A St. Louis lawsuit over the Rams football team’s relocation to Los Angeles took up nearly four hours in court Friday when both sides argued over motions that could have a dramatic effect on the outcome of the case.
The case alleging breach of contract and four other counts against the Rams and the NFL was filed in April by the city of St. Louis, St. Louis County and the Regional Convention and Sports Complex Authority. The public entities also allege fraud, illegal enrichment and interference in business that caused significant public financial loss.
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Three motions filed by attorneys for the Rams and the NFL could keep the case from going to trial, if successful. The motions are to dismiss the lawsuit based on the league’s relocation policy being unenforceable; to send the case to arbitration as outlined by the lease; and to dismiss most of the teams and their representatives as defendants for lack of jurisdiction.
St. Louis Circuit Court Judge Christopher McGraugh said he hopes to rule on the motions before the end of December.
All but three of the 90 defendants named in the lawsuit, including NFL teams and their owners or representatives, want to be removed from the lawsuit for lack of jurisdiction in Missouri. They say there is no jurisdiction in Missouri because the team owners’ vote to move the Rams happened in Houston, but the plaintiffs say their actions caused direct harm locally.
Only the Rams, owner Stan Kroenke and the NFL say the case’s jurisdiction in St. Louis applies to them. However, they want the judge to send the case to arbitration out of court under a process agreed to in the Dome lease.
The lawsuit isn’t attempting to enforce the lease between the Rams and the public entities, which was ended in January 2016 after the vote to move the Rams to Los Angeles. But the Rams’ attorneys argue enough of the case against them is based on the lease that the conflict should be handled through arbitration.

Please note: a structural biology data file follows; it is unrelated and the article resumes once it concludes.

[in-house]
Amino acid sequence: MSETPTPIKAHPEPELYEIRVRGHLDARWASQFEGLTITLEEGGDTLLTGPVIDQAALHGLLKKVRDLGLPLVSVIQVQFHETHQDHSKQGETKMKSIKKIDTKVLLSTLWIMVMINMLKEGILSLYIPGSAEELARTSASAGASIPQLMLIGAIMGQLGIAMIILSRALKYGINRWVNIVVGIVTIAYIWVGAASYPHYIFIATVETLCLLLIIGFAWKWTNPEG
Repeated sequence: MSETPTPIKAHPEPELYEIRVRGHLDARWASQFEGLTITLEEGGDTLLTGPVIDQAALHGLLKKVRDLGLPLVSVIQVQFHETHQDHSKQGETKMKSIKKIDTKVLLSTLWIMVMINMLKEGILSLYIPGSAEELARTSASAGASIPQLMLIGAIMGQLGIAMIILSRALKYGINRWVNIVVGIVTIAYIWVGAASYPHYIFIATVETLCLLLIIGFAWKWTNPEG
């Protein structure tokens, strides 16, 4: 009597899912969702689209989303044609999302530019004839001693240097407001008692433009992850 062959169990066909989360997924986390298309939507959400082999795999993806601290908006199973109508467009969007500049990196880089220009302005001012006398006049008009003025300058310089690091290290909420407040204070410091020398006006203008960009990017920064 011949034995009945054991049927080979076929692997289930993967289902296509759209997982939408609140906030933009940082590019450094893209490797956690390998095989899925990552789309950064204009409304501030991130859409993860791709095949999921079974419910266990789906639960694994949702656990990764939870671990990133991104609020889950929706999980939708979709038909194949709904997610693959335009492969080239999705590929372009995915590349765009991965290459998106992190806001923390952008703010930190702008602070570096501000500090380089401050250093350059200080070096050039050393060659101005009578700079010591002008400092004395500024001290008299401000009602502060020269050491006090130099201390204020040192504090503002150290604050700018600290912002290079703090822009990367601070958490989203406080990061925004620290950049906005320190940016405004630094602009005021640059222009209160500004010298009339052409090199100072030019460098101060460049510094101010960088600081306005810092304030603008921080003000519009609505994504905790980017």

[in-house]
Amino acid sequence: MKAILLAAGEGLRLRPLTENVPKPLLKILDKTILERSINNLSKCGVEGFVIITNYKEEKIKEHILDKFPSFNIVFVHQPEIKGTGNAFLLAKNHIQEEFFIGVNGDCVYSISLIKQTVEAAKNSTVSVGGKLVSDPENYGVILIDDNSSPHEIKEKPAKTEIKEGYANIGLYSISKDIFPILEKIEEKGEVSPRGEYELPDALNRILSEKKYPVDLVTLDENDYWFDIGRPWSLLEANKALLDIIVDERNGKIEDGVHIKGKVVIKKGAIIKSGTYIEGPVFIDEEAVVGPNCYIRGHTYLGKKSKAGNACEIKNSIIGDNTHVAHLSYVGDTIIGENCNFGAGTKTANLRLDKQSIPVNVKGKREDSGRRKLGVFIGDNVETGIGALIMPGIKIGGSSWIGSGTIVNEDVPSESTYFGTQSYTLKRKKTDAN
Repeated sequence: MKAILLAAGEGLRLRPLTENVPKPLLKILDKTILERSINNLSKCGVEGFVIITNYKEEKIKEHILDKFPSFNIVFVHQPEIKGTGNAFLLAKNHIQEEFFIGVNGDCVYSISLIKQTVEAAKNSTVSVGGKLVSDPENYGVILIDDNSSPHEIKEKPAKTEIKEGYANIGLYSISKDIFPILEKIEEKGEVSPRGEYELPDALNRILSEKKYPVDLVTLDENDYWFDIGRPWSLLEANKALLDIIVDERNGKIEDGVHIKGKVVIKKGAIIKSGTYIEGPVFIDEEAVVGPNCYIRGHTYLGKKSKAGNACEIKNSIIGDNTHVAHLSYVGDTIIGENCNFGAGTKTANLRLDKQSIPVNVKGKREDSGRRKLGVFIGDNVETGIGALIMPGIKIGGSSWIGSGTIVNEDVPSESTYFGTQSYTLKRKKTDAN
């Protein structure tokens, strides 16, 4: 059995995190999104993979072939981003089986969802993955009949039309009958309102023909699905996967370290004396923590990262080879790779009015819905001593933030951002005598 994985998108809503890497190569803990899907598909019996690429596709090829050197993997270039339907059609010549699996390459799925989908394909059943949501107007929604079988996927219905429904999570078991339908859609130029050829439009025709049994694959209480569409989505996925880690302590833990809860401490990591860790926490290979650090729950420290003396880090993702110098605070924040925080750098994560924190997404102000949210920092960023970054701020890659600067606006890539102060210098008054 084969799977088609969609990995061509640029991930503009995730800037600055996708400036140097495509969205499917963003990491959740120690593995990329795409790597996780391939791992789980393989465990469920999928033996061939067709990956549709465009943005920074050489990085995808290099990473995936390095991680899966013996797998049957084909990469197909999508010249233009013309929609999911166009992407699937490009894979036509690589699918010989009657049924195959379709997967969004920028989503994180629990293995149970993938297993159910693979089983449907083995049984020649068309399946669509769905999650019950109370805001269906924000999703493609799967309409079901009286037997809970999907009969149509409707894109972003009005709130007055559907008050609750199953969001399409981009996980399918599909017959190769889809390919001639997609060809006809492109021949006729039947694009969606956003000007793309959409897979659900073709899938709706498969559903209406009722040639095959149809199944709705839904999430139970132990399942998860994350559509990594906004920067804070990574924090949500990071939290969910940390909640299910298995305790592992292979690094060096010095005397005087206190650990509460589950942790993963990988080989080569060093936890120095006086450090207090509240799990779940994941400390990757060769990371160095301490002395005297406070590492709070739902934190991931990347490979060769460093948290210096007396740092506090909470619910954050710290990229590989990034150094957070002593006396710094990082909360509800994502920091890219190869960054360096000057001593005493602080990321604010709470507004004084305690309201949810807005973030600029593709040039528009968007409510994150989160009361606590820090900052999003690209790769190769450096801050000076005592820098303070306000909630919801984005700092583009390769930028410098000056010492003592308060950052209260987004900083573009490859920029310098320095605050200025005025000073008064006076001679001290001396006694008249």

“We have a right to relocate in the lease and this case should be governed by that,” Rams attorney Andrew Kassof said.
Chris Bauman, an attorney for the plaintiffs, said the lease didn’t provide a framework for relocation. That framework is found in the league’s own relocation policy, which Bauman said the league and its members violated numerous times in the process of moving the Rams.
“The petition nowhere says the Rams left even though they had a lease,” Bauman said. “Nothing in the stadium lease lets them violate NFL policy, which is what our claims are based on.”
The league argues the relocation policy isn’t a binding contract, and that nothing in it should be construed as making the city, county and Dome authority beneficiaries of the policy. On Friday, the league and the Rams tried to convince the judge that it’s a discretionary document with guidelines rather than a legally binding contract.
The public entities say they conducted business trying to keep the Rams in St. Louis under the mistaken assumption that the NFL and its teams would abide by the relocation policy.
“The policy is subject to unilateral change at any time,” defendants’ attorney Benjamin Razi said.
James Bennett, another attorney for the plaintiffs, argued the policy is legally binding because team owners used their powers under the league’s constitution and bylaws to authorize NFL Commissioner Roger Goodell to create the policy. Bennett said entities such as the Regional Convention and Sports Complex Authority are beneficiaries of the policy because it explicitly references such entities.
Bennett also cited numerous public statements by league officials, Kroenke and other Rams representatives between 2010 and 2014 about their desire to stay in St. Louis. Plaintiffs cited former coach Jeff Fisher’s public comments that he had known as early as 2012 that the Rams intended to move, which they say supports the case they were misled.
“I decided on L.A., or St. Louis, at the time, knowing that there was going to be a pending move,” Fisher said in an interview on a Los Angeles ESPN radio affiliate in December 2016.
Bennett said many public statements by the Rams and NFL on staying in St. Louis were knowingly false and that they concealed “material facts” from the public entities working to keep the Rams in St. Louis. Enormous amounts of public time and money were wasted as a result, he said.
A public task force to keep the Rams in St. Louis with a new riverfront stadium spent more than $16 million on the failed effort.